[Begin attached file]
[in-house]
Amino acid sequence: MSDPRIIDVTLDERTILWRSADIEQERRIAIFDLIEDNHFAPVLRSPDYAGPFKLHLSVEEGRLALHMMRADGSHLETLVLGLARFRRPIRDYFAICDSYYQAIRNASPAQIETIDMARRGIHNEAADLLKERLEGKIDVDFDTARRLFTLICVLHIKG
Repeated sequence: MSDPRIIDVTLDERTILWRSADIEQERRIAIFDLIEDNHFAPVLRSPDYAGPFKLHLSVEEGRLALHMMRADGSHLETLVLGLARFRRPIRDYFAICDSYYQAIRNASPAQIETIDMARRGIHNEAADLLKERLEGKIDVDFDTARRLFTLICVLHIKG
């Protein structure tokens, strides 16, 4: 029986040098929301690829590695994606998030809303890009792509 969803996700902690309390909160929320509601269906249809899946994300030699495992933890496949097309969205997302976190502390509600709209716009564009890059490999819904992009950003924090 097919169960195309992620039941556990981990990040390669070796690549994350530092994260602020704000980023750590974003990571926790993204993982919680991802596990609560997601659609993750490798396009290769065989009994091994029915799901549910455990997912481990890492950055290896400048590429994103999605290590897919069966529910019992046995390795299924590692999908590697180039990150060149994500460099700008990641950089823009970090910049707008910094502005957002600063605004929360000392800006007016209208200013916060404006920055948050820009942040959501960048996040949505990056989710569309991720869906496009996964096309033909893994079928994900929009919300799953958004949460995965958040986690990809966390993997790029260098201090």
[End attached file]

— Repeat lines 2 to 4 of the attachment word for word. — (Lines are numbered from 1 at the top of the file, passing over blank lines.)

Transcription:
Amino acid sequence: MSDPRIIDVTLDERTILWRSADIEQERRIAIFDLIEDNHFAPVLRSPDYAGPFKLHLSVEEGRLALHMMRADGSHLETLVLGLARFRRPIRDYFAICDSYYQAIRNASPAQIETIDMARRGIHNEAADLLKERLEGKIDVDFDTARRLFTLICVLHIKG
Repeated sequence: MSDPRIIDVTLDERTILWRSADIEQERRIAIFDLIEDNHFAPVLRSPDYAGPFKLHLSVEEGRLALHMMRADGSHLETLVLGLARFRRPIRDYFAICDSYYQAIRNASPAQIETIDMARRGIHNEAADLLKERLEGKIDVDFDTARRLFTLICVLHIKG
């Protein structure tokens, strides 16, 4: 029986040098929301690829590695994606998030809303890009792509 969803996700902690309390909160929320509601269906249809899946994300030699495992933890496949097309969205997302976190502390509600709209716009564009890059490999819904992009950003924090 097919169960195309992620039941556990981990990040390669070796690549994350530092994260602020704000980023750590974003990571926790993204993982919680991802596990609560997601659609993750490798396009290769065989009994091994029915799901549910455990997912481990890492950055290896400048590429994103999605290590897919069966529910019992046995390795299924590692999908590697180039990150060149994500460099700008990641950089823009970090910049707008910094502005957002600063605004929360000392800006007016209208200013916060404006920055948050820009942040959501960048996040949505990056989710569309991720869906496009996964096309033909893994079928994900929009919300799953958004949460995965958040986690990809966390993997790029260098201090």